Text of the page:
## Avoid globals

After you have packed everything into nice, single purpose functions, reduced the variable clutter, and the myriad of lists, it's now time to cut down the amout of global variables in your script. Global variables are all variables outside of functions at the script's top-level. You should try to avoid them whenever possible since they leak into functions and more unexpected things. A best-practice often found in Python code is to define a final main() function that uses the other functions and implements the scripts actual functionality. So the high-level code structure could now look something like:

def get_number_of_items(min_items):
"""Get the number of items offered during the auction"""
...

# other functions
...

def main():
"""Hold the auction"""
min_items = 10
...
n = get_number_of_items(min_items)
items = []
for i in range(n):
...

...

...

...

if __name__ == "__main__":
main()


The only thing that's new here is if __name___ == "__main__":, which is Python's way of telling "this part (main()) is only run if the file is used as a script".

## Miscellaneous

What follows is a loose collection of minor bits and pieces, that are not as severe as the aspects I have already talked about. You might consider them as "good to know".

There are some parts of the code which seem to be overly complicated and/or "non-Pythonic", like

number_of_bids = int(item_bids[index]) + 1
item_bids[index] = number_of_bids


which could be expressed as simple as

item_bids[index] += 1


Another instance of "overcomplicated" code is

for i in range(n):
item_no = item_no + 1
...


I would consider

for i in range(n):
item_no = i + 1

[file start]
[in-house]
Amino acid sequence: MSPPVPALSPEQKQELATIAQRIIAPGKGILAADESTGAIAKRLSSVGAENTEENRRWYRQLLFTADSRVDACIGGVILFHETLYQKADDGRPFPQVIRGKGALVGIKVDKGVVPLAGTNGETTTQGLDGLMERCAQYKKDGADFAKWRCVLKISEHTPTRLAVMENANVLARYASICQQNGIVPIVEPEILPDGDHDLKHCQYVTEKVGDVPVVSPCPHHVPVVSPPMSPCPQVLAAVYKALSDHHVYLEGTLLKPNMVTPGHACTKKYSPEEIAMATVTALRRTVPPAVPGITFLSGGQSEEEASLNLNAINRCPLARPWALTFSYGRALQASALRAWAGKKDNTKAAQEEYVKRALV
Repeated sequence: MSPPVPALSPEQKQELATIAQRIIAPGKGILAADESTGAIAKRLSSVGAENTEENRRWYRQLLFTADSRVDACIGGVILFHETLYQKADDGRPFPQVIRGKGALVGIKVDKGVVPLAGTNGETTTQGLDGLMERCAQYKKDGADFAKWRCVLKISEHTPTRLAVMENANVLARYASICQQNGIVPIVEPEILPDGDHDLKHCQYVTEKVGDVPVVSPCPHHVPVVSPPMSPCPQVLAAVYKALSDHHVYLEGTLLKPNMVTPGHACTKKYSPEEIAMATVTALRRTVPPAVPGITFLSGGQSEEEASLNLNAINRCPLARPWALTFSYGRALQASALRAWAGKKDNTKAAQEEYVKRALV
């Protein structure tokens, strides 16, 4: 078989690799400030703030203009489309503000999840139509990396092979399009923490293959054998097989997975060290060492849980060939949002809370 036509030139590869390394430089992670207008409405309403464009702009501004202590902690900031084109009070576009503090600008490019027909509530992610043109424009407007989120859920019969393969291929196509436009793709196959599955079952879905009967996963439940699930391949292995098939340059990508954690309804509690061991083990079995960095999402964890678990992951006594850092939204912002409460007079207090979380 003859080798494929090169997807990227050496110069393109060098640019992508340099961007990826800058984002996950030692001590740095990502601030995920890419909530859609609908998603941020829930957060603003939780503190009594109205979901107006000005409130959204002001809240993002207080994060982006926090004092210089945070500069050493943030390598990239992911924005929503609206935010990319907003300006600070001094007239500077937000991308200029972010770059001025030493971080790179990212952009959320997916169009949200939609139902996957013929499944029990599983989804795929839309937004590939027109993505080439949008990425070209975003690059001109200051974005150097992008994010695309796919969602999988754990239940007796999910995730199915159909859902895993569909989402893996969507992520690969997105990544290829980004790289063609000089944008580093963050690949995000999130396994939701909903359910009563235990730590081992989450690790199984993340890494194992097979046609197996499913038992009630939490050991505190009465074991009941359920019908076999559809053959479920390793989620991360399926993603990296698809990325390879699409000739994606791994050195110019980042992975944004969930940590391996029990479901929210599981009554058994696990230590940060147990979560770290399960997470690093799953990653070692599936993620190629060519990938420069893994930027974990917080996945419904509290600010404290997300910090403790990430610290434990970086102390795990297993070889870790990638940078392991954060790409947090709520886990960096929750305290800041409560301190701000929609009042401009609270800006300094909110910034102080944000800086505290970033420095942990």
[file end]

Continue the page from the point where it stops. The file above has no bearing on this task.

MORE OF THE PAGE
...


as a clearer alternative, since this is a more direct way to see that you are actually asigning consecutive item IDs in a loop.

As others have already told you

item_description = []*n
reserve_price = []*n
item_numbers = []*n


does not create empty lists of length n. In your code this is no problem since you simply append to these lists until they have length n, so you should just work with

item_description = []
reserve_price = []
item_numbers = []


When performing the final evaluation described in Task 3, I would strongly recommend to define those "summary" variables like sold_items, auction_fee, and so on, just there where they are actually used and not at the start of the script. Especially if you have followed the initial advice on the data structure and the final evaluation might also easily be put into its own function.

1 A word of warning: Although it might be tempting to use items = [item for i in range(n)], be aware that this would not lead to the same result! In that case, all elements of items whould point to a single object in memory and altering any element, e.g. items[0] whould also alter items[1] and so forth.